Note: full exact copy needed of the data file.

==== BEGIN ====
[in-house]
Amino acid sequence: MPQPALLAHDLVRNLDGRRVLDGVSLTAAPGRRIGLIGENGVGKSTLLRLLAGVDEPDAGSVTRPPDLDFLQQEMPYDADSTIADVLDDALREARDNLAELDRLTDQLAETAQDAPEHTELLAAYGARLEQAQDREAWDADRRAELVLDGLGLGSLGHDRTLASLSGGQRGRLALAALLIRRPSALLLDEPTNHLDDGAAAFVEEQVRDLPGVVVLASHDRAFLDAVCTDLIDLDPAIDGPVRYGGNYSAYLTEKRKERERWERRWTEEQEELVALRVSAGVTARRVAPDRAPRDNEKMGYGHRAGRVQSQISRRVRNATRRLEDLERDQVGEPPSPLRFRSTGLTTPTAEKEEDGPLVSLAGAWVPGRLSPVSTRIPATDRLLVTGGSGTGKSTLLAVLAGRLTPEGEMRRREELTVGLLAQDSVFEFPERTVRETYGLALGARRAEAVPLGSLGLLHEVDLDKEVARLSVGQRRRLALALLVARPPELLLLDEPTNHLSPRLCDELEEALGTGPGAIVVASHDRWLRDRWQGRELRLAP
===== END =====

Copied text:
[in-house]
Amino acid sequence: MPQPALLAHDLVRNLDGRRVLDGVSLTAAPGRRIGLIGENGVGKSTLLRLLAGVDEPDAGSVTRPPDLDFLQQEMPYDADSTIADVLDDALREARDNLAELDRLTDQLAETAQDAPEHTELLAAYGARLEQAQDREAWDADRRAELVLDGLGLGSLGHDRTLASLSGGQRGRLALAALLIRRPSALLLDEPTNHLDDGAAAFVEEQVRDLPGVVVLASHDRAFLDAVCTDLIDLDPAIDGPVRYGGNYSAYLTEKRKERERWERRWTEEQEELVALRVSAGVTARRVAPDRAPRDNEKMGYGHRAGRVQSQISRRVRNATRRLEDLERDQVGEPPSPLRFRSTGLTTPTAEKEEDGPLVSLAGAWVPGRLSPVSTRIPATDRLLVTGGSGTGKSTLLAVLAGRLTPEGEMRRREELTVGLLAQDSVFEFPERTVRETYGLALGARRAEAVPLGSLGLLHEVDLDKEVARLSVGQRRRLALALLVARPPELLLLDEPTNHLSPRLCDELEEALGTGPGAIVVASHDRWLRDRWQGRELRLAP